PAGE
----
Once, he found a jumping spider. It had long legs and scary eyes. He took it inside.

"It was female," he said. "The big white ones are female. The small black ones are male."

He put some grass and leaves and lettuce in with the spider, but it wouldn't eat, so he put a bumble bee in, too.

"I wanted to see what would happen," he said. "The spider got all still and then jumped on the bee and killed it with its poison. It was scary."

The lot behind the Rite Aid is about 60 feet wide. There is a wall and some concrete where Tristan and his brother, Jordan, and his friends Christopher and Jamal play the ball game "suicide." They throw a rubber ball against the wall, and when someone drops it they have to run for the wall for safety.

In recent years, the bigger kids have spray-painted the wall with gang graffiti, Tristan said.

"Sometimes when you lean against it, the paint gets on your shirt," he said. "The ball gets sticky, too, and there's all this negative stuff and curse words."

One time Tristan was catching fireflies when a man dragged a mattress onto the lot and went to sleep.

Many of the streets around 27th and Federal are relatively clean and safe, said Dave Garrison a member of District Council Collaborative Board 3, which covers East Camden. But a new drug sect has been gaining ground in the neighborhood, he said.

"They are expanding their territory," he said.

Tristan measures the growth of the drug gang by the amount of trampled grass and garbage in the lot where he once found so many good bugs.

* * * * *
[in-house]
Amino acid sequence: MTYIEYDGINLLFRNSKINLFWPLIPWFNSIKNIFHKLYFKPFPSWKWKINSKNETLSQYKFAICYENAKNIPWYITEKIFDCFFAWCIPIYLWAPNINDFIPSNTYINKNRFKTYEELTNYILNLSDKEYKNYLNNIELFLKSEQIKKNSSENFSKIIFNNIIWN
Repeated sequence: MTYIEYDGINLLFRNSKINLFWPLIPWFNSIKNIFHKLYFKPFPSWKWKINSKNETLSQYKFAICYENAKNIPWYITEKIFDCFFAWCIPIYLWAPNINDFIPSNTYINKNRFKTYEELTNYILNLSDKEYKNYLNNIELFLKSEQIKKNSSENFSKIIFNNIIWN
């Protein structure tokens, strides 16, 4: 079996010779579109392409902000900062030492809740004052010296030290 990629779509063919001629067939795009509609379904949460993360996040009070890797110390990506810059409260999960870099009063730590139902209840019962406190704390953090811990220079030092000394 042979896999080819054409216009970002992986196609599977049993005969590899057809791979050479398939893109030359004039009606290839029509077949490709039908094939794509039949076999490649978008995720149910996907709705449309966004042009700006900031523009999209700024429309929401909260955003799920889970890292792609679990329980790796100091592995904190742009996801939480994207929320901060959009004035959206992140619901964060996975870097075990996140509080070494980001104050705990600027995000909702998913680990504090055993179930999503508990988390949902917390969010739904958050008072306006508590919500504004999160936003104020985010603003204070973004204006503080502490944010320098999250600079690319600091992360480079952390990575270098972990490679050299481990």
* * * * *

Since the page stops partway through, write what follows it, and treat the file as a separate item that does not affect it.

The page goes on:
He knows that baby beetles live in the small corner of the lot not littered in trash, and that baby maggots live under the rocks near where the drug baggies cover the ground like confetti.

"Gross," he said, kicking at the baggies.

Making things better

Thursday was the final day before spring break, and Tristan was excited. At dismissal, he and a dozen classmates gathered in Miss Sabb's classroom with the UMDNJ students and painting supplies.

By the time the group made it to the lot, a dozen more neighborhoods kids had joined.

Modarai, taking away an afternoon away from his study sessions for the medical boards, handed out paintbrushes, rollers, and gloves, and the kids began to splash yellow paint over the graffiti.

"We wanted to teach the kids," he said. "But we also wanted to empower them."

Older students, such as eighth grader Nigeria Crump, 13, painted the high portions of the wall, while Tristan and his two young cousins, Sean, 9, and David, 5, stood on their toes.

"Get some on the wall, too," Tristan told paint-covered David.

Tristan's mom, Shushana, brought out glasses of fruit punch. Modarai rolled a big magnet over the lot (in case of any needles), and the kids raked away the trash.

Wearing a fruit-punch mustache and paint-speckled glass, Tristan stood on a big rock. He looked happy.

Then his mom called him inside to clean off some of the paint before he came back outside to search for bugs.

More Information

To learn more about the University of Medicine and Dentistry of New Jersey's Project REACH (Revitalizing Education and Advancing Camden's Health) and other community health projects for children visit


Contact staff writer Mike Newall at 856-779-3237 or